srnath

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At best, digital recording is merely a mathematical interpretation of sound, it is not the sound itself. In a vinyl record the actual sound waves generated by a performance are physically imprinted on the vinyl surface and can be extracted very easily with a stylus. On a CD, sound is converted into numbers language and must be extracted by equipment that understands what the numerical patterns actually mean. On top of that, the digital information must then be converted back into an analog format so we can hear it.

This is isn't to say that digital recording isn't a desirable method for storing music. However, there are definite historical and technical implications when using either analog or digital audio recording technology.

Future Historical Implications of Vinyl And CD

From a historical standpoint, the vinyl recording can withstand time better than current digital audio recording. If a future civilization has a different technology base than digital, CDs will be useless. Trying to figure out how to access the information on a CD just from examining the disc itself would be a formidable task. Unless there is access to either a working CD player or one that may be in disrepair, but can be back-engineered, the CD could end up as just a strange curiosity by a future civilization.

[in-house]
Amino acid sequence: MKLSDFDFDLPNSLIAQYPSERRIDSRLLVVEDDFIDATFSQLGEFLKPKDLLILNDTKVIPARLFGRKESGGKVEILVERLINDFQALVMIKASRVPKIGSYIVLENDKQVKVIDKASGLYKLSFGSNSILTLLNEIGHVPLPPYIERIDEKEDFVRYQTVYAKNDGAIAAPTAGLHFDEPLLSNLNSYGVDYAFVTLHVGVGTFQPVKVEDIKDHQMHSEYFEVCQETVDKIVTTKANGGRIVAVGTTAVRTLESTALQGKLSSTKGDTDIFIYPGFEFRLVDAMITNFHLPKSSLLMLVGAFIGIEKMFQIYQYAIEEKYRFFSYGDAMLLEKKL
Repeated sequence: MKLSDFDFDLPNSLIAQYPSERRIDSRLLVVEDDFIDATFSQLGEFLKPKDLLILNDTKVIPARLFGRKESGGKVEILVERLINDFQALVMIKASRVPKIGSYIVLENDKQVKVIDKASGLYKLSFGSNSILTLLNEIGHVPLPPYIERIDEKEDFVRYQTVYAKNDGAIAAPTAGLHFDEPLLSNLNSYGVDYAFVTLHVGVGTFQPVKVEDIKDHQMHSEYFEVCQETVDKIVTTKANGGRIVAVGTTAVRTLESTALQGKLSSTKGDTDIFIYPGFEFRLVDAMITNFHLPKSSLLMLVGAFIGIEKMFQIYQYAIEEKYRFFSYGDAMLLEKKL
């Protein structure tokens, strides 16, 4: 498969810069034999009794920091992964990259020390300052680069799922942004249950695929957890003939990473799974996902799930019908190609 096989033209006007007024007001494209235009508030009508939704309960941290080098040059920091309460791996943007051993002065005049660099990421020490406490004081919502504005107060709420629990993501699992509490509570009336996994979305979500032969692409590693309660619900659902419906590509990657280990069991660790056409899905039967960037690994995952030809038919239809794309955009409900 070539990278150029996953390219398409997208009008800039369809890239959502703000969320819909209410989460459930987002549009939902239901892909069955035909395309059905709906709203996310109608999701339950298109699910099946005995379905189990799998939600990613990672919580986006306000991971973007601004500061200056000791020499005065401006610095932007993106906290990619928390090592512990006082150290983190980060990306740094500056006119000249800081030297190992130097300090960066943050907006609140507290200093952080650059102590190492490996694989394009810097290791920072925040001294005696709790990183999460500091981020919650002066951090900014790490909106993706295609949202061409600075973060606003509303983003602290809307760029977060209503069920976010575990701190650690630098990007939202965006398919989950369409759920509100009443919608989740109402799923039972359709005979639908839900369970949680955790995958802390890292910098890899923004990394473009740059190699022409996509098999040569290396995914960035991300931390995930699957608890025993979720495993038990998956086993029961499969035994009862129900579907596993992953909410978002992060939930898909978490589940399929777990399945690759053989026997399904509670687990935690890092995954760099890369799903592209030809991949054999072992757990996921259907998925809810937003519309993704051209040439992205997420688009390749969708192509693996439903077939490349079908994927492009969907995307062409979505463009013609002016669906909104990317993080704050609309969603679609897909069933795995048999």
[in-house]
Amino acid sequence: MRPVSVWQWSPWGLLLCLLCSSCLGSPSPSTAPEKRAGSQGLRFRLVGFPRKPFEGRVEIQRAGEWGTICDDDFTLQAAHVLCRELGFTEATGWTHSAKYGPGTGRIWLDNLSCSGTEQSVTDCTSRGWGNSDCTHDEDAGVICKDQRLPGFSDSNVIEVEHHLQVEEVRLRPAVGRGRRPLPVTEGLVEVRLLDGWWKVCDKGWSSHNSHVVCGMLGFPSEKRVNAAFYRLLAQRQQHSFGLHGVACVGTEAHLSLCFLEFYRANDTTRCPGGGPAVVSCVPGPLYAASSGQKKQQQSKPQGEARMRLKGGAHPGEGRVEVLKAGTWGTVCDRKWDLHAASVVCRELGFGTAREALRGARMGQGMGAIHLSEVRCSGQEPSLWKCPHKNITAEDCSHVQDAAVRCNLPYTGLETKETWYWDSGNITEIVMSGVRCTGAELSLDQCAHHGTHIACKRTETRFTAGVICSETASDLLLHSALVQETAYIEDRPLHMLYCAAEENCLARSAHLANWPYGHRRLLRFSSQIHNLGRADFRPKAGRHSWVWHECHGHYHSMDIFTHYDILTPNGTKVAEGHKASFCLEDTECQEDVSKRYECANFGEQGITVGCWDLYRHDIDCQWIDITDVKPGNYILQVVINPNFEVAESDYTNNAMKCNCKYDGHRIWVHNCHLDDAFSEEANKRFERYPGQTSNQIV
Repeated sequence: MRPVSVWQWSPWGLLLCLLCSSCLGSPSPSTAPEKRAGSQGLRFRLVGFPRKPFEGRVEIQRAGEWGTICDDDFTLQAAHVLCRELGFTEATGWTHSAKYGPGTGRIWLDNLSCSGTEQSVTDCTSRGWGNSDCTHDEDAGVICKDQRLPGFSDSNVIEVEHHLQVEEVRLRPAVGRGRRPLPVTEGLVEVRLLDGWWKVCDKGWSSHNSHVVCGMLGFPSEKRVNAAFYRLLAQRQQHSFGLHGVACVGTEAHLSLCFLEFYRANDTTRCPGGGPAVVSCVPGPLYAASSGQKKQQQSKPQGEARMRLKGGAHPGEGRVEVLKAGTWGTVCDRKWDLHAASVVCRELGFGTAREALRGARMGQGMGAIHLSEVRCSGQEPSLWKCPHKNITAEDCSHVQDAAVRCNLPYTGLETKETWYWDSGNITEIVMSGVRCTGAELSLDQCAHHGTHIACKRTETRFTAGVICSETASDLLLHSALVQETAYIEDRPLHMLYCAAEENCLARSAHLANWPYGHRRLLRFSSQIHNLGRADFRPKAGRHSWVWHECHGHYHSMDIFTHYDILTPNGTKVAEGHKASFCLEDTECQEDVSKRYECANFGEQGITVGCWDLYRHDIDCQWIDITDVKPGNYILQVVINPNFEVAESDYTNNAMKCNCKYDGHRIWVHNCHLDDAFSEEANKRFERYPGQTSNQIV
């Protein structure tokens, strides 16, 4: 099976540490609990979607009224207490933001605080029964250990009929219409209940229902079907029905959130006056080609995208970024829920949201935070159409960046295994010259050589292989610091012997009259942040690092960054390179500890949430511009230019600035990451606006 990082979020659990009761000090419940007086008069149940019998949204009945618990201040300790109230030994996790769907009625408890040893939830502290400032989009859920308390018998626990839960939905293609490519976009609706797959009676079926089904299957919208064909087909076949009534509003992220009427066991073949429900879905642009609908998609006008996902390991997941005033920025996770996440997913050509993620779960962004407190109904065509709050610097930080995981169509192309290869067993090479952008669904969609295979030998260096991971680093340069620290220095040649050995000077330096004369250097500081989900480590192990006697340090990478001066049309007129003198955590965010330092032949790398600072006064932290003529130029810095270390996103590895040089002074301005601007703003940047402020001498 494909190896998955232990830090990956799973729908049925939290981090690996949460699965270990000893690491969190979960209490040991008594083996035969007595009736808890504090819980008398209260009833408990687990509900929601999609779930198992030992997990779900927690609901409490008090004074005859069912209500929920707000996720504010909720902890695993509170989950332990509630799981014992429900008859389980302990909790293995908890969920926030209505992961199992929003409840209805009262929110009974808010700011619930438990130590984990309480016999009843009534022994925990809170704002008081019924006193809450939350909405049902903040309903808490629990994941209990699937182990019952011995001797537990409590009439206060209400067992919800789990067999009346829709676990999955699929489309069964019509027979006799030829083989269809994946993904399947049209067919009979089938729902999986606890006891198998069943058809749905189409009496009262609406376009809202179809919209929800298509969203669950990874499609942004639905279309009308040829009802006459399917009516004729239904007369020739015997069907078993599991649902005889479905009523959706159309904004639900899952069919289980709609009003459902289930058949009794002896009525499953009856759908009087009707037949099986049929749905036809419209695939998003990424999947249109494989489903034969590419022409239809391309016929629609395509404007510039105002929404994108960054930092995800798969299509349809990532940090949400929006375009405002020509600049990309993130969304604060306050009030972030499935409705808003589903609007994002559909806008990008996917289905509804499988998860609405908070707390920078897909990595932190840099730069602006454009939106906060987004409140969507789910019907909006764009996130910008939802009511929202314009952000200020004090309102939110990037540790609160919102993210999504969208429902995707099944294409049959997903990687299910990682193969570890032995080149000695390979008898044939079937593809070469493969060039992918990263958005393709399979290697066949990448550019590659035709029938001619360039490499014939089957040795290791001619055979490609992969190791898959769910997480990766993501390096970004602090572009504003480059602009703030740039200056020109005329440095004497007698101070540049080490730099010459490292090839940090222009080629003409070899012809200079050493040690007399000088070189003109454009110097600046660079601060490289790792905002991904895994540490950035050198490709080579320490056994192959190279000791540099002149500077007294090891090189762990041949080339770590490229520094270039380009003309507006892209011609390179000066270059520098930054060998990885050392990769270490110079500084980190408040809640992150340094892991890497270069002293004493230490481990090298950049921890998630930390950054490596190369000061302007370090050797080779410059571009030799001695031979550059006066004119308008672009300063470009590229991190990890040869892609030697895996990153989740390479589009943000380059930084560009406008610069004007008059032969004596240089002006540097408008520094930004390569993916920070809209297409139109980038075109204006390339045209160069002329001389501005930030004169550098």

On the other hand, the information on a vinyl recording can still be accessed mechanically with just a little trial and error. Any civilization that has a concept of sound reproduction, and minimal mechanical skills, would be able to construct a stylus and playback device to extract the sound waves imprinted in a record groove. Even if unable to get the playback speed correct, or extract optimum sound quality, they would still be able to listen to the sound and figure out what the sounds represent.
New Isn't Necessarily Better
The digital formats, such as the CD, are capable of reproducing more dynamic range and lower noise levels than analog records, but contrary to popular belief, the CD does not necessarily insure better sound. This is particularly an issue with MP3, which uses extreme compression techniques to store CD or analog source material into a very small digital storage space, such as a flash memory card, mini-hard drive, or on a CDR/RW disc. CDR/RWs can hold many more hours of music in the MP3 format than standard CD files. Although this is practical in terms of music storage and portability, sound quality isn't up to par with standard CD, and certainly not up to par with HDCD, DVD-Audio, and SACD (Super Audio CD).
Also, even though vinyl records can incur scratches and pops, the CD is not indestructible and has been known to skip, repeat, and deteriorate.
As a result of this awareness, many, from generation X and Y, to audiophile journalists, the appreciation of good vinyl recordings is making its way back into the mainstream and with it, a new demand for Turntables to play them on.
 
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Buba

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At best, digital recording is merely a mathematical interpretation of sound,................................., a new demand for Turntables to play them on.

srnathji, it seems that the text from your abouve post is copied from a website , word to word.